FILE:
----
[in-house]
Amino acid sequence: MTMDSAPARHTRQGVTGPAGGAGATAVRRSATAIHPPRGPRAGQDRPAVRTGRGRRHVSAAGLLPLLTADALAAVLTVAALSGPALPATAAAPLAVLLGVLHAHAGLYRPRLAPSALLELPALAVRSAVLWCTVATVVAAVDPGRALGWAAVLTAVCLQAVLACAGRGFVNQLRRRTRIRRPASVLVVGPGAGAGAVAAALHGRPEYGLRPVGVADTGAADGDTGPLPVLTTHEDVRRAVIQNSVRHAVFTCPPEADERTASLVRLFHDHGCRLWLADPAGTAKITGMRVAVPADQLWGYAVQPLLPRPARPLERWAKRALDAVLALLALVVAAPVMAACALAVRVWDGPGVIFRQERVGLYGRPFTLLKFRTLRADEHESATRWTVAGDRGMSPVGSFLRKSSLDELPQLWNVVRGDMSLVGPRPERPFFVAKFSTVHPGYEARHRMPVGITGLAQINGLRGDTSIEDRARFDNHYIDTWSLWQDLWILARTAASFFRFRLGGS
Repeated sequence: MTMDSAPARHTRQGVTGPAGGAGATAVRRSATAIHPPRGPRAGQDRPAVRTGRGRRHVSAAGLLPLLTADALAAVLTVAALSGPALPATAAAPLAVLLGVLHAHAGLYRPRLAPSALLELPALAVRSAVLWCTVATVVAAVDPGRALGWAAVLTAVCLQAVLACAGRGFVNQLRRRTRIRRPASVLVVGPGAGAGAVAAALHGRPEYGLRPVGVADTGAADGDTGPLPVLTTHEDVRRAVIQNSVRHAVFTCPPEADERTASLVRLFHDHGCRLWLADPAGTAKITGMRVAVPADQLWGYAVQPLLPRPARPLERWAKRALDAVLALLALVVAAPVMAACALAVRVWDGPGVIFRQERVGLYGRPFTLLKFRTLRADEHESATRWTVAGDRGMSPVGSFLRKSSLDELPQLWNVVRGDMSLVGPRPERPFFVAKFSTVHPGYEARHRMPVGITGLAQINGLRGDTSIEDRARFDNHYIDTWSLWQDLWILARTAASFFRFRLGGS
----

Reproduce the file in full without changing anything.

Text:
[in-house]
Amino acid sequence: MTMDSAPARHTRQGVTGPAGGAGATAVRRSATAIHPPRGPRAGQDRPAVRTGRGRRHVSAAGLLPLLTADALAAVLTVAALSGPALPATAAAPLAVLLGVLHAHAGLYRPRLAPSALLELPALAVRSAVLWCTVATVVAAVDPGRALGWAAVLTAVCLQAVLACAGRGFVNQLRRRTRIRRPASVLVVGPGAGAGAVAAALHGRPEYGLRPVGVADTGAADGDTGPLPVLTTHEDVRRAVIQNSVRHAVFTCPPEADERTASLVRLFHDHGCRLWLADPAGTAKITGMRVAVPADQLWGYAVQPLLPRPARPLERWAKRALDAVLALLALVVAAPVMAACALAVRVWDGPGVIFRQERVGLYGRPFTLLKFRTLRADEHESATRWTVAGDRGMSPVGSFLRKSSLDELPQLWNVVRGDMSLVGPRPERPFFVAKFSTVHPGYEARHRMPVGITGLAQINGLRGDTSIEDRARFDNHYIDTWSLWQDLWILARTAASFFRFRLGGS
Repeated sequence: MTMDSAPARHTRQGVTGPAGGAGATAVRRSATAIHPPRGPRAGQDRPAVRTGRGRRHVSAAGLLPLLTADALAAVLTVAALSGPALPATAAAPLAVLLGVLHAHAGLYRPRLAPSALLELPALAVRSAVLWCTVATVVAAVDPGRALGWAAVLTAVCLQAVLACAGRGFVNQLRRRTRIRRPASVLVVGPGAGAGAVAAALHGRPEYGLRPVGVADTGAADGDTGPLPVLTTHEDVRRAVIQNSVRHAVFTCPPEADERTASLVRLFHDHGCRLWLADPAGTAKITGMRVAVPADQLWGYAVQPLLPRPARPLERWAKRALDAVLALLALVVAAPVMAACALAVRVWDGPGVIFRQERVGLYGRPFTLLKFRTLRADEHESATRWTVAGDRGMSPVGSFLRKSSLDELPQLWNVVRGDMSLVGPRPERPFFVAKFSTVHPGYEARHRMPVGITGLAQINGLRGDTSIEDRARFDNHYIDTWSLWQDLWILARTAASFFRFRLGGS